Today is International Women's Day - a global celebration of the economic, political and social achievements of women.
It is a day to acknowledge, with respect and appreciation, the contributions that women make in every aspect of life. Today, as a community we ought to recognise and admire the past actions of women that helped raise public awareness of gender issues and promoted equality. Importantly, today we should optimistically look to the future and encourage opportunities for future generations of women.
Swinburne is marking International Women's Day with an event that showcases the achievements of some successful women in education and science.
Associate Editor of Cosmos magazine Heather Catchpole will speak about women in science and her own career as a science journalist. She will be joined by a panel of three inspiring women from the university: Professor Sally McArthur, Director of the Industrial Research Institute Swinburne; Fiona Graham, Executive Director, School for Sustainable Futures; and Sally Eastoe, Director of Human Resources.
They will reveal key lessons learned during the course of their careers and disclose what they believe are the key issues for women in education.
I am proud of Swinburne's commitment to creating an environment where all staff and students can reach their full potential regardless of gender. Diversity is a key strategic priority for the university and one of our aims is to continue to focus on the engagement, development and retention of women at the academic and teaching, leadership and professional specialist levels.
We are steadily moving forward. In 2010, women formed 50 per cent of the university's staff. In 2011, that figure increased to 52 per cent. Over the last three years, there has also been a steady increase in female participation in our executive level roles, and an 8.9 per cent increase at the senior manager level.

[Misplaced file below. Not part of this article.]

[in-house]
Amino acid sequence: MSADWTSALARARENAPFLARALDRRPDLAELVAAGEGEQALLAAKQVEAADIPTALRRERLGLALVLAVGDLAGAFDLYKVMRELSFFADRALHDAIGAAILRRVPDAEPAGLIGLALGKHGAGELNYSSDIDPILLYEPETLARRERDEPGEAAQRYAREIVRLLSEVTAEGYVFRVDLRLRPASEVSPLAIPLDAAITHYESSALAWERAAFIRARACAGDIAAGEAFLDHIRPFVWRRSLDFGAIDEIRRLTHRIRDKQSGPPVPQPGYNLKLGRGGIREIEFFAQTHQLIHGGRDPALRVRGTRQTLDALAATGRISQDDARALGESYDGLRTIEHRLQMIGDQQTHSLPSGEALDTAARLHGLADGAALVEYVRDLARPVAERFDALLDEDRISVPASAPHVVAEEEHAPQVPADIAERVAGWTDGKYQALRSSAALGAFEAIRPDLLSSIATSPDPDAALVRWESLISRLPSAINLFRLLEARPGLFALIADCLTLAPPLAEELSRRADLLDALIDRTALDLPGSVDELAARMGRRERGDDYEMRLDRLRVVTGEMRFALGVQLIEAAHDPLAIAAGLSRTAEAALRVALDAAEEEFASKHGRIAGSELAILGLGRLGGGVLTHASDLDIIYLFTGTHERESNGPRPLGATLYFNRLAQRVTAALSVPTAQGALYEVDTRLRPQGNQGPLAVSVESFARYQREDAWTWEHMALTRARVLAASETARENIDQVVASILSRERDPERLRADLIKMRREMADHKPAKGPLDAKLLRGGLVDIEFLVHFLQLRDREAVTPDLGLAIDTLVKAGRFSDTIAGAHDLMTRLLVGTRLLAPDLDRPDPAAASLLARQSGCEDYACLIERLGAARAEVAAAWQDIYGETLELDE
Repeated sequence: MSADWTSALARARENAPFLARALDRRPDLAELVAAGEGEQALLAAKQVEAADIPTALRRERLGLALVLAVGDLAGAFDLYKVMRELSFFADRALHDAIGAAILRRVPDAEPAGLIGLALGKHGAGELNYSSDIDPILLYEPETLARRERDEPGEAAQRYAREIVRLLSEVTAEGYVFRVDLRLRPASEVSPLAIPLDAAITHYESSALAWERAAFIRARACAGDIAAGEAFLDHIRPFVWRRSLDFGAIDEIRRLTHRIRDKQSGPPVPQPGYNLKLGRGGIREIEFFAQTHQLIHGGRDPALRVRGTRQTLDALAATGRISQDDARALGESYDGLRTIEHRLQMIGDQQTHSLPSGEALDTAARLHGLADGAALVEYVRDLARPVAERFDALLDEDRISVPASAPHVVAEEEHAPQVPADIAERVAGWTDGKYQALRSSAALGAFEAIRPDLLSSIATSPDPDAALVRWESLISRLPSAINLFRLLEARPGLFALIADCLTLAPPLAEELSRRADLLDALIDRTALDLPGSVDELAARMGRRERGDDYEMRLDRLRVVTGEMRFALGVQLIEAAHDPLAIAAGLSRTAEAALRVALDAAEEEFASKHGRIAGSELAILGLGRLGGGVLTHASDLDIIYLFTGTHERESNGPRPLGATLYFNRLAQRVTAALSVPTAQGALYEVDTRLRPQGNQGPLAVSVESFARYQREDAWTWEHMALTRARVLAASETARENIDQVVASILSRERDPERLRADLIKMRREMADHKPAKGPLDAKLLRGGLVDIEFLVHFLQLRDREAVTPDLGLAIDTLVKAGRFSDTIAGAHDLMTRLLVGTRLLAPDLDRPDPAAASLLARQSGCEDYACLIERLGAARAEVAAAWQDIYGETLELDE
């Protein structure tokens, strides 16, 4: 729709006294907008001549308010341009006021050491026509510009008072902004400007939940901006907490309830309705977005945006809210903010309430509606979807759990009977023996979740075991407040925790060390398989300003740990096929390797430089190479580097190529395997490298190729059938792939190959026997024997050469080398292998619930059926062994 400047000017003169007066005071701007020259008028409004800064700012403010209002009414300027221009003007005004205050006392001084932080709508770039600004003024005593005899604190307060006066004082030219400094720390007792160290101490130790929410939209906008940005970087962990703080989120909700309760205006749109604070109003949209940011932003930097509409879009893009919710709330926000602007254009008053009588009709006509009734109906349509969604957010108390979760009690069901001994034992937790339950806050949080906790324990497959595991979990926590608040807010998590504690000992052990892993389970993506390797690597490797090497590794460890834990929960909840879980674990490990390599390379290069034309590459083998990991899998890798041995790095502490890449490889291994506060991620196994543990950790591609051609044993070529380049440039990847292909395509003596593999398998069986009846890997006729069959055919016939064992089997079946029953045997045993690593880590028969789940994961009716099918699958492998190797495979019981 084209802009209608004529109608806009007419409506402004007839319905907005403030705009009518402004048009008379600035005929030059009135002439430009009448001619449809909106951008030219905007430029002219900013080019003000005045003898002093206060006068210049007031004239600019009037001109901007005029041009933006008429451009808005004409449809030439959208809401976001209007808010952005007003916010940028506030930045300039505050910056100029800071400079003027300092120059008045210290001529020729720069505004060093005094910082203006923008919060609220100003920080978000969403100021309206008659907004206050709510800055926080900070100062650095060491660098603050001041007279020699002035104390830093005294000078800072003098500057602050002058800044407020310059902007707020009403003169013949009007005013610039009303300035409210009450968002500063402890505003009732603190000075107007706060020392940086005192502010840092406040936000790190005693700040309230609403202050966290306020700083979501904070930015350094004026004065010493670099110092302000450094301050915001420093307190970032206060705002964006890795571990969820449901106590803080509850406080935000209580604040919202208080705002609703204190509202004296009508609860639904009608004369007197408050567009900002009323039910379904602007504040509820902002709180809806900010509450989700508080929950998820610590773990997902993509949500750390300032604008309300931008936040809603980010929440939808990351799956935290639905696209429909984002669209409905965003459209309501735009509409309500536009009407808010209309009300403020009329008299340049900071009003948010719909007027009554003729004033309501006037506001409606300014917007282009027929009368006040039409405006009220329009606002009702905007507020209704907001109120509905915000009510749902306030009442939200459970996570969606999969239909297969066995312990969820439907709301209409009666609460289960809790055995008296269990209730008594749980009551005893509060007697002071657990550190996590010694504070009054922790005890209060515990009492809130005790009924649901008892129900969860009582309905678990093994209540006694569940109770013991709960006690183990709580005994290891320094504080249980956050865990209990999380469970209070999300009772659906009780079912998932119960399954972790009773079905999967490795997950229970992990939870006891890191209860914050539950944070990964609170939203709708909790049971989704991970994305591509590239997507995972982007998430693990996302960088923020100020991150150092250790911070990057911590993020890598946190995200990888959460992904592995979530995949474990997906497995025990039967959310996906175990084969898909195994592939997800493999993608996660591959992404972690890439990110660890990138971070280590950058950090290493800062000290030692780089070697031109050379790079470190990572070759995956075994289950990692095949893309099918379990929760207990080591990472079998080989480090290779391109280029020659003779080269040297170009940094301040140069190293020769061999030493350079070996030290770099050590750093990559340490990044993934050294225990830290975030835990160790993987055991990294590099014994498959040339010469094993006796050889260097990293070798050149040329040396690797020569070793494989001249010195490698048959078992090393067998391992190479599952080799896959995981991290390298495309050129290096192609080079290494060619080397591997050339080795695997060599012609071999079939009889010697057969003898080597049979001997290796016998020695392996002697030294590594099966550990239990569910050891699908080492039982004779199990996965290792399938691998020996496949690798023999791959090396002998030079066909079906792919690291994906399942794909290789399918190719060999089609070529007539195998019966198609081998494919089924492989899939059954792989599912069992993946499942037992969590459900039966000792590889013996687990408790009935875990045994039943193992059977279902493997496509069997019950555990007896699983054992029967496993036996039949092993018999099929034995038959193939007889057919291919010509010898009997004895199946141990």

But, we have more to do.
Swinburne is developing a gender diversity strategy. Over the coming year we will seek opinion and feedback to help drive some of our initiatives such as the Women in Education @Swinburne initiative and the Women in Science, Technology and Innovation @Swinburne initiative.
I believe diversity of thought, background, and experience makes for good working relationships and delivers crucial benefits to our people and our students.
To remain competitive and successful we need to remain attuned and responsive to the demographics in our talent market. We need to operate ahead of the 'diversity curve'. How we think about work, define career success, manage career paths, design ways of working, manage flexibility and work-life balance are vital.
I take this opportunity to encourage everyone to join friends, families and colleagues in supporting International Women's Day 2012.
Professor Linda Kristjanson